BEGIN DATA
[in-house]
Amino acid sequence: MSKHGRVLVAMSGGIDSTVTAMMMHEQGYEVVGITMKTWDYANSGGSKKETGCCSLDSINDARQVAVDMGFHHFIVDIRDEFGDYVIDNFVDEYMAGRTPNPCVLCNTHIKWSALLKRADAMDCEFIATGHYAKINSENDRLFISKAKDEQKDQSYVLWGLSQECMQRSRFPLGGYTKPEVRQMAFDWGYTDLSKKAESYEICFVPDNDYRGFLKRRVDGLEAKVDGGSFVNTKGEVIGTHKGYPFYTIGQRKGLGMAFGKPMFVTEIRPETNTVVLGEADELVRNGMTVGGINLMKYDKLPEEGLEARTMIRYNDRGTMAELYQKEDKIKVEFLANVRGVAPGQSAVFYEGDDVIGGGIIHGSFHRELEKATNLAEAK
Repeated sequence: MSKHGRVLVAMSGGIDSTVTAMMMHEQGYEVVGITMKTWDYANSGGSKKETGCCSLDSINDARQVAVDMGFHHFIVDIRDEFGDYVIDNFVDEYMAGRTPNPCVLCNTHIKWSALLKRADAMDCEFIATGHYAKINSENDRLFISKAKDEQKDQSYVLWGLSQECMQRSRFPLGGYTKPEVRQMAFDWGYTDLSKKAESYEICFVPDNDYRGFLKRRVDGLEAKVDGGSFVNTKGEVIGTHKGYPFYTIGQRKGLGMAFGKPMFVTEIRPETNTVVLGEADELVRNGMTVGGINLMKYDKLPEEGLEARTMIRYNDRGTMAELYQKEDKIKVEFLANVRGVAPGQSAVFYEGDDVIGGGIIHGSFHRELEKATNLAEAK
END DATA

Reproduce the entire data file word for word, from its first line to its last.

[in-house]
Amino acid sequence: MSKHGRVLVAMSGGIDSTVTAMMMHEQGYEVVGITMKTWDYANSGGSKKETGCCSLDSINDARQVAVDMGFHHFIVDIRDEFGDYVIDNFVDEYMAGRTPNPCVLCNTHIKWSALLKRADAMDCEFIATGHYAKINSENDRLFISKAKDEQKDQSYVLWGLSQECMQRSRFPLGGYTKPEVRQMAFDWGYTDLSKKAESYEICFVPDNDYRGFLKRRVDGLEAKVDGGSFVNTKGEVIGTHKGYPFYTIGQRKGLGMAFGKPMFVTEIRPETNTVVLGEADELVRNGMTVGGINLMKYDKLPEEGLEARTMIRYNDRGTMAELYQKEDKIKVEFLANVRGVAPGQSAVFYEGDDVIGGGIIHGSFHRELEKATNLAEAK
Repeated sequence: MSKHGRVLVAMSGGIDSTVTAMMMHEQGYEVVGITMKTWDYANSGGSKKETGCCSLDSINDARQVAVDMGFHHFIVDIRDEFGDYVIDNFVDEYMAGRTPNPCVLCNTHIKWSALLKRADAMDCEFIATGHYAKINSENDRLFISKAKDEQKDQSYVLWGLSQECMQRSRFPLGGYTKPEVRQMAFDWGYTDLSKKAESYEICFVPDNDYRGFLKRRVDGLEAKVDGGSFVNTKGEVIGTHKGYPFYTIGQRKGLGMAFGKPMFVTEIRPETNTVVLGEADELVRNGMTVGGINLMKYDKLPEEGLEARTMIRYNDRGTMAELYQKEDKIKVEFLANVRGVAPGQSAVFYEGDDVIGGGIIHGSFHRELEKATNLAEAK